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The Imidazopyridine Derivative JK184 Reveals Dual Roles for Microtubules in Hedgehog Signaling

Authors

  • Tommaso Cupido,

    1. Department of Chemical and Systems Biology, Stanford University School of Medicine, 269 Campus Drive, Stanford, CA 94305-5174 (USA), Fax: (+1) 650-723-2253
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    • These authors contributed equally to this work.

  • Paul G. Rack,

    1. Department of Chemical and Systems Biology, Stanford University School of Medicine, 269 Campus Drive, Stanford, CA 94305-5174 (USA), Fax: (+1) 650-723-2253
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    • These authors contributed equally to this work.

  • Ari J. Firestone,

    1. Department of Chemical and Systems Biology, Stanford University School of Medicine, 269 Campus Drive, Stanford, CA 94305-5174 (USA), Fax: (+1) 650-723-2253
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  • Joel M. Hyman Dr.,

    1. Department of Chemical and Systems Biology, Stanford University School of Medicine, 269 Campus Drive, Stanford, CA 94305-5174 (USA), Fax: (+1) 650-723-2253
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  • Kyuho Han,

    1. Department of Chemical and Systems Biology, Stanford University School of Medicine, 269 Campus Drive, Stanford, CA 94305-5174 (USA), Fax: (+1) 650-723-2253
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  • Surajit Sinha Dr.,

    1. Department of Chemical and Systems Biology, Stanford University School of Medicine, 269 Campus Drive, Stanford, CA 94305-5174 (USA), Fax: (+1) 650-723-2253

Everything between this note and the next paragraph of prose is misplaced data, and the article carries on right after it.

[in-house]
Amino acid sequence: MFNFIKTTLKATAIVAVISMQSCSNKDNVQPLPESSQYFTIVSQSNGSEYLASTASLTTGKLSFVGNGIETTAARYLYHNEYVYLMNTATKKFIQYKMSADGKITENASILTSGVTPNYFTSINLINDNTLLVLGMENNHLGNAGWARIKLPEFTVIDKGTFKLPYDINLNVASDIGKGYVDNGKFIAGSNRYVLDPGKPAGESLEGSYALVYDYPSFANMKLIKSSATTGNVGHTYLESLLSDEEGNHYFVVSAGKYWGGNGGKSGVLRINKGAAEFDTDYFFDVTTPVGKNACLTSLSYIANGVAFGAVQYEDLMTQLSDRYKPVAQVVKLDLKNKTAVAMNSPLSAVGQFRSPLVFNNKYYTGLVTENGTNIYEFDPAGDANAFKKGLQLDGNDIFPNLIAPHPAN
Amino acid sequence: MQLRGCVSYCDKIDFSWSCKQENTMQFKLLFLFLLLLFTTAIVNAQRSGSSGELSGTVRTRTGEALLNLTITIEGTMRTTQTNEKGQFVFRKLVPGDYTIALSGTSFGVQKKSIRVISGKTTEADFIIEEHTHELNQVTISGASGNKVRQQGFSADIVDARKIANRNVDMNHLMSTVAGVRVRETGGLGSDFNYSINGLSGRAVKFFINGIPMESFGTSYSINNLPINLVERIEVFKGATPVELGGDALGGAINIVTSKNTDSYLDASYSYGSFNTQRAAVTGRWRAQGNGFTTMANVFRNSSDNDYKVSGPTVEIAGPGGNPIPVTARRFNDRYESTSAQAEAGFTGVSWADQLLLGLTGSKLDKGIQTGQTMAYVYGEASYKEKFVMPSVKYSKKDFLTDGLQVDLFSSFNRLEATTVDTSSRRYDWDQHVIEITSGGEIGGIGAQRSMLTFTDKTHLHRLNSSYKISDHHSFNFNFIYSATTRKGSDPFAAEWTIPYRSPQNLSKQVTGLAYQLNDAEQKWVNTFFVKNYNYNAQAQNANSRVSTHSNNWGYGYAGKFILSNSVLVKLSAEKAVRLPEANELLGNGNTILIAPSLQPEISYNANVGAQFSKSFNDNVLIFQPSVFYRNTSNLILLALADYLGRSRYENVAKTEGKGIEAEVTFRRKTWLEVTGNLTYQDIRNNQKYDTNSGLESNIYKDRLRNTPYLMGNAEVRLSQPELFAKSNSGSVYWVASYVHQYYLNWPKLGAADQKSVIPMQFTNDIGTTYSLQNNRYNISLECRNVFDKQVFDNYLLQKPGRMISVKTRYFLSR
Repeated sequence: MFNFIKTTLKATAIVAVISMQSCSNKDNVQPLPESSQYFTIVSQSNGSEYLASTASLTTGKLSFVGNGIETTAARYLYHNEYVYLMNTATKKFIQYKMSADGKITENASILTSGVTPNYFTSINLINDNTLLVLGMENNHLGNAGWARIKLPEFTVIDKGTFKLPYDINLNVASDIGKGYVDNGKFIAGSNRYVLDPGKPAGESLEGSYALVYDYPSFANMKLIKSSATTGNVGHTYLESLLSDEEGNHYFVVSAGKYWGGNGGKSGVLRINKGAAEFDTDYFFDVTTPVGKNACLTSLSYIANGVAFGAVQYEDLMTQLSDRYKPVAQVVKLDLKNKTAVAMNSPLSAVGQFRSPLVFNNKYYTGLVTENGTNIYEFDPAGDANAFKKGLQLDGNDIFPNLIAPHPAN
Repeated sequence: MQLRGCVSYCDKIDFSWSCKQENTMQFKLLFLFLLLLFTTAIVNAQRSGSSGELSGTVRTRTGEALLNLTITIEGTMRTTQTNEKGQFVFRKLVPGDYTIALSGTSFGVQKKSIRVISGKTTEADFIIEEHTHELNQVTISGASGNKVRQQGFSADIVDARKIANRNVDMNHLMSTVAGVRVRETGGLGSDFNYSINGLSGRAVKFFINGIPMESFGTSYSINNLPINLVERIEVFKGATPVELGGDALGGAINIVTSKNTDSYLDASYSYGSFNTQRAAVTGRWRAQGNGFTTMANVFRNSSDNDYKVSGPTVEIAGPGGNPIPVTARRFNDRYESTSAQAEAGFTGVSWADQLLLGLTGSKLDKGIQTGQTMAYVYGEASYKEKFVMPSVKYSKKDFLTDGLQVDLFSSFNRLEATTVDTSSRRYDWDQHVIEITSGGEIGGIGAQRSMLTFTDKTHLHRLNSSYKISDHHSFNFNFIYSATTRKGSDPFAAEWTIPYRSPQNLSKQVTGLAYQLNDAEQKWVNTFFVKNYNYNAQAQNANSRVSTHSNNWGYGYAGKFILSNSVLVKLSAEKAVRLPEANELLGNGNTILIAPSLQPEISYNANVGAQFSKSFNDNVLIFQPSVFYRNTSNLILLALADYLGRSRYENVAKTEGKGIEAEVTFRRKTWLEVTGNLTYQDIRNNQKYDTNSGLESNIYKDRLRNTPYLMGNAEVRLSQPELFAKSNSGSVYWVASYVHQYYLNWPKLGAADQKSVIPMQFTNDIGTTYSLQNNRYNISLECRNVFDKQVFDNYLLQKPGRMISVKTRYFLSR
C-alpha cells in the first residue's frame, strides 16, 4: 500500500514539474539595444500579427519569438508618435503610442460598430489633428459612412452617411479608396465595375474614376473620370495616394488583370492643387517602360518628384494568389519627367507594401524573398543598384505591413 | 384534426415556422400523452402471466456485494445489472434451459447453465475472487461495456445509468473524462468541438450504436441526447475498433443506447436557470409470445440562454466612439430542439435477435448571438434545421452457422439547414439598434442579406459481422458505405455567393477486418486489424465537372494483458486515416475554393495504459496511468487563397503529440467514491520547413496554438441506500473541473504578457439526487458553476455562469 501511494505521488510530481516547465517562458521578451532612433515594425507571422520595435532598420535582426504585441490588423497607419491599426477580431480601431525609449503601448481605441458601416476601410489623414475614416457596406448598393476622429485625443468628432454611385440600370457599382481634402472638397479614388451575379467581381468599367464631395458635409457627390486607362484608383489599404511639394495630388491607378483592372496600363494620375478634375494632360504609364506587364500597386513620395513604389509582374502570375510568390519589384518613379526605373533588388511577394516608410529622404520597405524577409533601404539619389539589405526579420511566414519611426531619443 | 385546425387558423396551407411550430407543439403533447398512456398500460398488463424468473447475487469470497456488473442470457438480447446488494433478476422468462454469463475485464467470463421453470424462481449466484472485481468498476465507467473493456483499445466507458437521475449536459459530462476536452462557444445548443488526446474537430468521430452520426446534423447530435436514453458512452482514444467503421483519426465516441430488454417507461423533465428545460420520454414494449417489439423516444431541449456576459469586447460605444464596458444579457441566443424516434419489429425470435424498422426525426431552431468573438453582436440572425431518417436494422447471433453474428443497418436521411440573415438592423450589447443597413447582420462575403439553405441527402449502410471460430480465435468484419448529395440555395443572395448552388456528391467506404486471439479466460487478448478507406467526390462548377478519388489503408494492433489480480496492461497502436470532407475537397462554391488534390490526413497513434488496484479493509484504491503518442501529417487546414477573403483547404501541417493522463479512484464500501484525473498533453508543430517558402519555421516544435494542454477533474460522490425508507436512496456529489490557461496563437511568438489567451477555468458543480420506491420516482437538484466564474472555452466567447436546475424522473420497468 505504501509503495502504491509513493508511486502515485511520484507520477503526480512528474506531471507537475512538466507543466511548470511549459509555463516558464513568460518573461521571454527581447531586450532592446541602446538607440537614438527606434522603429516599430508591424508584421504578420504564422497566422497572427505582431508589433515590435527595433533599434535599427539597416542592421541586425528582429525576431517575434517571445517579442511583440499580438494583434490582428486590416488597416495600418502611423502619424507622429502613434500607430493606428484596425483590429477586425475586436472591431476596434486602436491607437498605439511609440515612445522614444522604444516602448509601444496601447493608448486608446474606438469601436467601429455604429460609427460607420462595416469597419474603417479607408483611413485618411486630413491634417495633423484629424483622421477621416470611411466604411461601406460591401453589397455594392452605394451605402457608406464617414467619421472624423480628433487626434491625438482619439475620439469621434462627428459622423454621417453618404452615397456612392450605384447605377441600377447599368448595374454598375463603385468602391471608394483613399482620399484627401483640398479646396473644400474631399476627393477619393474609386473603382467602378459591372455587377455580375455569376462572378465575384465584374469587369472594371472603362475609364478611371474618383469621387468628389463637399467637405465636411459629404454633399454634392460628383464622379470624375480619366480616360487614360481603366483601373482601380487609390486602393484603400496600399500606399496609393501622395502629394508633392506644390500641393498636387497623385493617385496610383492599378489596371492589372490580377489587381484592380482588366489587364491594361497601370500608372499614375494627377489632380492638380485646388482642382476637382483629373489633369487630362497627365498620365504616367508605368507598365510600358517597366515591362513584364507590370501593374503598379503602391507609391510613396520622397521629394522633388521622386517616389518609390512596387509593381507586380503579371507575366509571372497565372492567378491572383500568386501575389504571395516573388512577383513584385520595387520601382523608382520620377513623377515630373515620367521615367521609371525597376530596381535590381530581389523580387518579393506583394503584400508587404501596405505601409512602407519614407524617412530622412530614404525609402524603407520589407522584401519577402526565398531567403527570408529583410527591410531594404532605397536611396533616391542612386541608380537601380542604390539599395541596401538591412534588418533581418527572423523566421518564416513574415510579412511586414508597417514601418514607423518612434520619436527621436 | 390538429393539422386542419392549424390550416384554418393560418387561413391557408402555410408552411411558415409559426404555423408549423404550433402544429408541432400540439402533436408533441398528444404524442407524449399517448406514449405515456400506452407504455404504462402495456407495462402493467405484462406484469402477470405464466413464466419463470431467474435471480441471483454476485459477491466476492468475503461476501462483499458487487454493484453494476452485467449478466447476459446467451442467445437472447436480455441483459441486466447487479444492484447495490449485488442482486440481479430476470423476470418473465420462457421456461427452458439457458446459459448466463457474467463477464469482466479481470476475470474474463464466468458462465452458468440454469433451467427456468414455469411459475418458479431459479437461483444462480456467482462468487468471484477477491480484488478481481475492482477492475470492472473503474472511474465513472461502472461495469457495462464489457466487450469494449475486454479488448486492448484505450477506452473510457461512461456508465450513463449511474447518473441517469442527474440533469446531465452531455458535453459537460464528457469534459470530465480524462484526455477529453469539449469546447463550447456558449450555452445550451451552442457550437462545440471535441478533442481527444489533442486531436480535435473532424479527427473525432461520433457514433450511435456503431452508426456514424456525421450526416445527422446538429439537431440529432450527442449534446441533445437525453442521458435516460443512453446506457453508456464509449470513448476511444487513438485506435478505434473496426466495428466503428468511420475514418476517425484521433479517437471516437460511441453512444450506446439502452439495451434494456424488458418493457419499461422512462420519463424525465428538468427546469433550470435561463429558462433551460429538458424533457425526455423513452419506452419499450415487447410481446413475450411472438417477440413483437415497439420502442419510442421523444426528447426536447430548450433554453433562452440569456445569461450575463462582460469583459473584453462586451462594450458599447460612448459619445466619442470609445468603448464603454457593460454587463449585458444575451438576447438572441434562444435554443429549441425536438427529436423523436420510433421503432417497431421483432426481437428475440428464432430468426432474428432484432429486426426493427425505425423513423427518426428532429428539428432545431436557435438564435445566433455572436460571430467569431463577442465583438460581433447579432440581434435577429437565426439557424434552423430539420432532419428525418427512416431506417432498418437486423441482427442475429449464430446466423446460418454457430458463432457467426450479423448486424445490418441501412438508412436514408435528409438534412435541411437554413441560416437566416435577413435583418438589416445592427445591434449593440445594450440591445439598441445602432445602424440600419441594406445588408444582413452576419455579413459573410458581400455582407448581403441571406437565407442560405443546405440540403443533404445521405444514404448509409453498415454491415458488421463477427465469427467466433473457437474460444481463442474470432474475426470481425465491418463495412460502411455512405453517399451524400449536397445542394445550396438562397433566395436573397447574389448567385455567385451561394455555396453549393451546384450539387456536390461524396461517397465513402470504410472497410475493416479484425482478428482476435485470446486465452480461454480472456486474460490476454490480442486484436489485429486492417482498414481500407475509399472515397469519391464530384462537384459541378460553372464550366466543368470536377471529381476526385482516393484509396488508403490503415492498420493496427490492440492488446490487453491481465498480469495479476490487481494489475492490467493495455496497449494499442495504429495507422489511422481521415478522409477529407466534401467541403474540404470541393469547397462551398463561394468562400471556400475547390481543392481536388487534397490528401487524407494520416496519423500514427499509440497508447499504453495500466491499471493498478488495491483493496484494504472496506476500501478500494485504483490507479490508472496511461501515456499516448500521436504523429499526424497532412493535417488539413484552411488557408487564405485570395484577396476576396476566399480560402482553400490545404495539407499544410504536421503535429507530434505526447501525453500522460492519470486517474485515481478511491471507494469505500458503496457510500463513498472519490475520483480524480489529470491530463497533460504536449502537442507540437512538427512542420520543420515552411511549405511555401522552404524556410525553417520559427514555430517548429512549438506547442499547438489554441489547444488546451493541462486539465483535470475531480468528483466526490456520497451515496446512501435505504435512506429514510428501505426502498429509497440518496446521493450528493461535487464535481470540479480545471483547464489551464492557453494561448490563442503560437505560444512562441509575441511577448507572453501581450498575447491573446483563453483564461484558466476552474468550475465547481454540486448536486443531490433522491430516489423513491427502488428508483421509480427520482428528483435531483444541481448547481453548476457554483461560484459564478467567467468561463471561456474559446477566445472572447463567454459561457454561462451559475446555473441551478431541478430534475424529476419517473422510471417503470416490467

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  • Cory A. Ocasio Dr.,

    1. Department of Chemical and Systems Biology, Stanford University School of Medicine, 269 Campus Drive, Stanford, CA 94305-5174 (USA), Fax: (+1) 650-723-2253
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  • James K. Chen Prof. Dr.

    1. Department of Chemical and Systems Biology, Stanford University School of Medicine, 269 Campus Drive, Stanford, CA 94305-5174 (USA), Fax: (+1) 650-723-2253
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  • We thank Dr. G. Heffner, B. Moree, and Prof. Dr. A. F. Straight for technical assistance. This work was supported by the Stanford Interdisciplinary Translational Research Program, the Sidney Kimmel Foundation for Cancer Research, the Astellas USA Foundation, and the Brain Tumor Society/Rachel Molly Markoff Foundation.

Abstract

Doppelfunktion: Die Titelverbindung, ein bereits identifizierter wirksamer Hemmstoff des Hedgehog-Signalwegs, der embryonischen Zellen notwendige Informationen für die Entwicklung liefert, moduliert die Genexpression von Hedgehog-Targets, indem sie Mikrotubuli depolymerisiert. Auf diesem Weg wurde eine doppelte Steuerungsfunktion des Zytoskeletts nachgewiesen (siehe Bild).

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